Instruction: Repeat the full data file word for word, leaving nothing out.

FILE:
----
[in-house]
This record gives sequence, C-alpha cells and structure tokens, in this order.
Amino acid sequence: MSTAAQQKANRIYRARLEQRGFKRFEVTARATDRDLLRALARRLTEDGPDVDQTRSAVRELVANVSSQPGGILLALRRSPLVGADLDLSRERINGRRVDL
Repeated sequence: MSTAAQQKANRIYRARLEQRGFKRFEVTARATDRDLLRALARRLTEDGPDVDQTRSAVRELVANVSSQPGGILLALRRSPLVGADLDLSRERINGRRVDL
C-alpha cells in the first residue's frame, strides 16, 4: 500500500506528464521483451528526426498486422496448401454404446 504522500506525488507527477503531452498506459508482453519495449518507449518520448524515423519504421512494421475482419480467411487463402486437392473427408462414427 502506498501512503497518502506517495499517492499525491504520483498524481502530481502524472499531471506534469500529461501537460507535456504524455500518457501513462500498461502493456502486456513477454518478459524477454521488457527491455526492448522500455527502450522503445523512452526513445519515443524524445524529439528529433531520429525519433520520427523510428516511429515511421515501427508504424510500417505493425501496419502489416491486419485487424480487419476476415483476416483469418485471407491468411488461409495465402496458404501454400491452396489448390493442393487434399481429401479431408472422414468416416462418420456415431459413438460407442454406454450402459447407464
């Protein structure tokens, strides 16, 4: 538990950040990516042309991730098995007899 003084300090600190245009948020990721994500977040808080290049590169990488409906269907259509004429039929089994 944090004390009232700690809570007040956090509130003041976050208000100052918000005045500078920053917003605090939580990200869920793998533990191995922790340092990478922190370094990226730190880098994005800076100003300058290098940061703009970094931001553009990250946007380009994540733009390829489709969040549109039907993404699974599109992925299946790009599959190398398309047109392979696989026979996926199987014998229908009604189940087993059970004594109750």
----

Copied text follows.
[in-house]
This record gives sequence, C-alpha cells and structure tokens, in this order.
Amino acid sequence: MSTAAQQKANRIYRARLEQRGFKRFEVTARATDRDLLRALARRLTEDGPDVDQTRSAVRELVANVSSQPGGILLALRRSPLVGADLDLSRERINGRRVDL
Repeated sequence: MSTAAQQKANRIYRARLEQRGFKRFEVTARATDRDLLRALARRLTEDGPDVDQTRSAVRELVANVSSQPGGILLALRRSPLVGADLDLSRERINGRRVDL
C-alpha cells in the first residue's frame, strides 16, 4: 500500500506528464521483451528526426498486422496448401454404446 504522500506525488507527477503531452498506459508482453519495449518507449518520448524515423519504421512494421475482419480467411487463402486437392473427408462414427 502506498501512503497518502506517495499517492499525491504520483498524481502530481502524472499531471506534469500529461501537460507535456504524455500518457501513462500498461502493456502486456513477454518478459524477454521488457527491455526492448522500455527502450522503445523512452526513445519515443524524445524529439528529433531520429525519433520520427523510428516511429515511421515501427508504424510500417505493425501496419502489416491486419485487424480487419476476415483476416483469418485471407491468411488461409495465402496458404501454400491452396489448390493442393487434399481429401479431408472422414468416416462418420456415431459413438460407442454406454450402459447407464
């Protein structure tokens, strides 16, 4: 538990950040990516042309991730098995007899 003084300090600190245009948020990721994500977040808080290049590169990488409906269907259509004429039929089994 944090004390009232700690809570007040956090509130003041976050208000100052918000005045500078920053917003605090939580990200869920793998533990191995922790340092990478922190370094990226730190880098994005800076100003300058290098940061703009970094931001553009990250946007380009994540733009390829489709969040549109039907993404699974599109992925299946790009599959190398398309047109392979696989026979996926199987014998229908009604189940087993059970004594109750």